The newest Journey album, Raised On Radio, is a back-to-basics endeavour for the band which has pared down from a fivesome to a trio: Steve Perry, Neal Schon and Jonathan Cain. Not only did Journey have the battle of the band that struggle that brought them to their current line-up but each individual member fought a personal battle of his own in the last year. Steve Perry lost his mother to a long, debilitating illness; Jonathan Cain went through a painful divorce. Steve's solo success had also raised questions about Journey's survival as a band; but despite all this, the band plays on.
Maybe it was the enforced introspection that inspired Journey to keep it simple and that very simplicity dictated that Journey be one of the first bands in the video age not to make a video for any of the songs off of the new album. They wanted to remember good old rock'n'roll, its marriage to imagination, and their own sweet youth when the music came from the radio, not the tube!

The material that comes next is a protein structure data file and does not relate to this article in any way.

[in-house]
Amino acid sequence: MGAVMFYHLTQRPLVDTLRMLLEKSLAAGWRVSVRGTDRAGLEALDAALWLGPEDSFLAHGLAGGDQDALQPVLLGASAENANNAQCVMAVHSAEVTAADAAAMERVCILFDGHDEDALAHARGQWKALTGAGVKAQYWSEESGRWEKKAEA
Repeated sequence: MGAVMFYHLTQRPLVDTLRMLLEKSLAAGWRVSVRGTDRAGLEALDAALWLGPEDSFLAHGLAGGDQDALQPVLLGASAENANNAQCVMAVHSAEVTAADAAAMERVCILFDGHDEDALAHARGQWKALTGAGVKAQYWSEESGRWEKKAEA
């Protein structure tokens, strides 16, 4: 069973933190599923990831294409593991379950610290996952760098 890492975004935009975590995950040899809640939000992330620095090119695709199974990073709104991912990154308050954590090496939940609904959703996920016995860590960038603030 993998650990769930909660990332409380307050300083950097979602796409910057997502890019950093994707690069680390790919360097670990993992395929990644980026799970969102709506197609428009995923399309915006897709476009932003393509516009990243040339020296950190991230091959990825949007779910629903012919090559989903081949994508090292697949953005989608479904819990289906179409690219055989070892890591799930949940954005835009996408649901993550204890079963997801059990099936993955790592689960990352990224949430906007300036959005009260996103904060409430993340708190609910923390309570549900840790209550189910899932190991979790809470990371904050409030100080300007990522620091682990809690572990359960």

FACES: Let's start by talking about the album, the concept Raised On Radio. How did all that come about?
JONATHAN: We wanted to look at the roots of all of our different inspirations, I think, and we wanted to make an album that sort of included those things, blues, and Motown, and rock'n'roll, and the different elements that we had sort of grown up with, and Raised On Radio was just kind of an accidental title that we came up with, and it became a concept, as we started writing.
FACES: Meaning that radio was the place where all those inspirations came from?
JONATHAN: Exactly. I mean, when we grew up we didn't have videos to look at. The only place to get our source of musical information was from the radio; the car radio, on the beach with a transistor. That's where we first heard the songs that changed our lives.
FACES: But then you seem to have taken it a step beyond a musical concept, and actually made is a career concept - no videos.